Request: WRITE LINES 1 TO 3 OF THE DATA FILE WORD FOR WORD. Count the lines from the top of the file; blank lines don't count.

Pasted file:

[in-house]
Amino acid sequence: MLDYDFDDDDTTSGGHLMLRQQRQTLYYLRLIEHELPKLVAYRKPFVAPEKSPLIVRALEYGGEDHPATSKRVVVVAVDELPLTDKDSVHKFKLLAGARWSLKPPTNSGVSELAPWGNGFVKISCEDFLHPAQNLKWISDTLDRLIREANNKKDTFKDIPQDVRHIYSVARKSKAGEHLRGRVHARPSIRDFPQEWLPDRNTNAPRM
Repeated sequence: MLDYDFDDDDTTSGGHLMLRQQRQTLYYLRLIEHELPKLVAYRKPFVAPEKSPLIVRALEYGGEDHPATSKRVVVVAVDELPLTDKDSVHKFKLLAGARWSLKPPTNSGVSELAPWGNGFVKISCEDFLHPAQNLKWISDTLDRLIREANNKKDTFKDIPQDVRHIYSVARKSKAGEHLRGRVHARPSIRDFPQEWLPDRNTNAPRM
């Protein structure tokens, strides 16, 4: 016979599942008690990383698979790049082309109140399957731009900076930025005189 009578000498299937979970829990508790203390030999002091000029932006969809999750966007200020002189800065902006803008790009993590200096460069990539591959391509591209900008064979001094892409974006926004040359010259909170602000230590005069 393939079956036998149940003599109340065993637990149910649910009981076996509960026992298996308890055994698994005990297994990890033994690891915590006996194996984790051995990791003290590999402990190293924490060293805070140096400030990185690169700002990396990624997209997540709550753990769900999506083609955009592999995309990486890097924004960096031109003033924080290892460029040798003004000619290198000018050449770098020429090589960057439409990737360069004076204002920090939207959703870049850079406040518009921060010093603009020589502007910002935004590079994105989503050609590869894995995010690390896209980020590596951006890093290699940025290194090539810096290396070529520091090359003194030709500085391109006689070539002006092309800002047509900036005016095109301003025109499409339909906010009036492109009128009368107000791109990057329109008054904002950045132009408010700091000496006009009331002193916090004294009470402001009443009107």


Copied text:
[in-house]
Amino acid sequence: MLDYDFDDDDTTSGGHLMLRQQRQTLYYLRLIEHELPKLVAYRKPFVAPEKSPLIVRALEYGGEDHPATSKRVVVVAVDELPLTDKDSVHKFKLLAGARWSLKPPTNSGVSELAPWGNGFVKISCEDFLHPAQNLKWISDTLDRLIREANNKKDTFKDIPQDVRHIYSVARKSKAGEHLRGRVHARPSIRDFPQEWLPDRNTNAPRM
Repeated sequence: MLDYDFDDDDTTSGGHLMLRQQRQTLYYLRLIEHELPKLVAYRKPFVAPEKSPLIVRALEYGGEDHPATSKRVVVVAVDELPLTDKDSVHKFKLLAGARWSLKPPTNSGVSELAPWGNGFVKISCEDFLHPAQNLKWISDTLDRLIREANNKKDTFKDIPQDVRHIYSVARKSKAGEHLRGRVHARPSIRDFPQEWLPDRNTNAPRM